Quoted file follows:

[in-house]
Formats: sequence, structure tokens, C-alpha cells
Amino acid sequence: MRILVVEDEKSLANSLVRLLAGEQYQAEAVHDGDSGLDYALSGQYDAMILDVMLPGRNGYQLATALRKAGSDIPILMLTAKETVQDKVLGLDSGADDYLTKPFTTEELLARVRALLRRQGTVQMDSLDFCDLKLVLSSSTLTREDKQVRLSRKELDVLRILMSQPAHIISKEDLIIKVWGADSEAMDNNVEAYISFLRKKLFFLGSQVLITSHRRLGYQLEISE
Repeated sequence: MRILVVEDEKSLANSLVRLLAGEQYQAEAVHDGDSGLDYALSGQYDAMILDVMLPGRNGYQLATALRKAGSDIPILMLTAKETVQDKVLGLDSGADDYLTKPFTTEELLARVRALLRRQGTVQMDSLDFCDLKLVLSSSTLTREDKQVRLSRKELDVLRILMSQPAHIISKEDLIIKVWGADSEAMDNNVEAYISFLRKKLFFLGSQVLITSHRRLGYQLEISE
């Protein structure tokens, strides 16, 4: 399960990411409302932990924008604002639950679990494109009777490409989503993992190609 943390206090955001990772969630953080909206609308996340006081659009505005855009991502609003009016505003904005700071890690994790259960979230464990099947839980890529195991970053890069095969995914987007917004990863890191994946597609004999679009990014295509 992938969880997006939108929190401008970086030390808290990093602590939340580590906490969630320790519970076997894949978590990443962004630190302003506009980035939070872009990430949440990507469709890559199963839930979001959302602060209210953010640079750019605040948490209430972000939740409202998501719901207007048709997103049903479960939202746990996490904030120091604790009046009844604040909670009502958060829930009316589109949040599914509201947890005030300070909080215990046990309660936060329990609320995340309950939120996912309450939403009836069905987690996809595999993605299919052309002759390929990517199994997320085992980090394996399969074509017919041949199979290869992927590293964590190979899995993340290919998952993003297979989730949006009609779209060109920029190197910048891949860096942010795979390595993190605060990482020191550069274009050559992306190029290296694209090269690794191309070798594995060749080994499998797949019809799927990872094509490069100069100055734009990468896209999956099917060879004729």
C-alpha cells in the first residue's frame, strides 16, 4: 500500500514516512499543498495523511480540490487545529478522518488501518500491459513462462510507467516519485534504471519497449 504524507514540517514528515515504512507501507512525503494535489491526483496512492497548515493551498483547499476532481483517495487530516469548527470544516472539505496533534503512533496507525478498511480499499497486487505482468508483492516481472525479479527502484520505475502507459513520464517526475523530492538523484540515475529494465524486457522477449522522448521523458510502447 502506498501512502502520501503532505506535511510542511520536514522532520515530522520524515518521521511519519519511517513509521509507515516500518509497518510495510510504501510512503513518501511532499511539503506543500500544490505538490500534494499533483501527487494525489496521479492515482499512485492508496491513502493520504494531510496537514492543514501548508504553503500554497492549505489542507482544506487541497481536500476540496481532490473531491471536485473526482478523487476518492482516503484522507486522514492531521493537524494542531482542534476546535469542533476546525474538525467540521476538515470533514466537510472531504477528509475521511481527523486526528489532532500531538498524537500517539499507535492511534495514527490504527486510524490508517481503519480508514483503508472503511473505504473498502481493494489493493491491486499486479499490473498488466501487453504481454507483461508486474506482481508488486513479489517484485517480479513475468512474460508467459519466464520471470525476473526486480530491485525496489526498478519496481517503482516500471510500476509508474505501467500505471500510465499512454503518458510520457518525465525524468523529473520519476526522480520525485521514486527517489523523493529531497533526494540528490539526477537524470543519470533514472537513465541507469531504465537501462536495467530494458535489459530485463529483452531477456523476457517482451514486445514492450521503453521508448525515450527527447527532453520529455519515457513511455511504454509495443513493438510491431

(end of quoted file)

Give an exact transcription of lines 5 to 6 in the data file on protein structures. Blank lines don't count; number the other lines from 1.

């Protein structure tokens, strides 16, 4: 399960990411409302932990924008604002639950679990494109009777490409989503993992190609 943390206090955001990772969630953080909206609308996340006081659009505005855009991502609003009016505003904005700071890690994790259960979230464990099947839980890529195991970053890069095969995914987007917004990863890191994946597609004999679009990014295509 992938969880997006939108929190401008970086030390808290990093602590939340580590906490969630320790519970076997894949978590990443962004630190302003506009980035939070872009990430949440990507469709890559199963839930979001959302602060209210953010640079750019605040948490209430972000939740409202998501719901207007048709997103049903479960939202746990996490904030120091604790009046009844604040909670009502958060829930009316589109949040599914509201947890005030300070909080215990046990309660936060329990609320995340309950939120996912309450939403009836069905987690996809595999993605299919052309002759390929990517199994997320085992980090394996399969074509017919041949199979290869992927590293964590190979899995993340290919998952993003297979989730949006009609779209060109920029190197910048891949860096942010795979390595993190605060990482020191550069274009050559992306190029290296694209090269690794191309070798594995060749080994499998797949019809799927990872094509490069100069100055734009990468896209999956099917060879004729």
C-alpha cells in the first residue's frame, strides 16, 4: 500500500514516512499543498495523511480540490487545529478522518488501518500491459513462462510507467516519485534504471519497449 504524507514540517514528515515504512507501507512525503494535489491526483496512492497548515493551498483547499476532481483517495487530516469548527470544516472539505496533534503512533496507525478498511480499499497486487505482468508483492516481472525479479527502484520505475502507459513520464517526475523530492538523484540515475529494465524486457522477449522522448521523458510502447 502506498501512502502520501503532505506535511510542511520536514522532520515530522520524515518521521511519519519511517513509521509507515516500518509497518510495510510504501510512503513518501511532499511539503506543500500544490505538490500534494499533483501527487494525489496521479492515482499512485492508496491513502493520504494531510496537514492543514501548508504553503500554497492549505489542507482544506487541497481536500476540496481532490473531491471536485473526482478523487476518492482516503484522507486522514492531521493537524494542531482542534476546535469542533476546525474538525467540521476538515470533514466537510472531504477528509475521511481527523486526528489532532500531538498524537500517539499507535492511534495514527490504527486510524490508517481503519480508514483503508472503511473505504473498502481493494489493493491491486499486479499490473498488466501487453504481454507483461508486474506482481508488486513479489517484485517480479513475468512474460508467459519466464520471470525476473526486480530491485525496489526498478519496481517503482516500471510500476509508474505501467500505471500510465499512454503518458510520457518525465525524468523529473520519476526522480520525485521514486527517489523523493529531497533526494540528490539526477537524470543519470533514472537513465541507469531504465537501462536495467530494458535489459530485463529483452531477456523476457517482451514486445514492450521503453521508448525515450527527447527532453520529455519515457513511455511504454509495443513493438510491431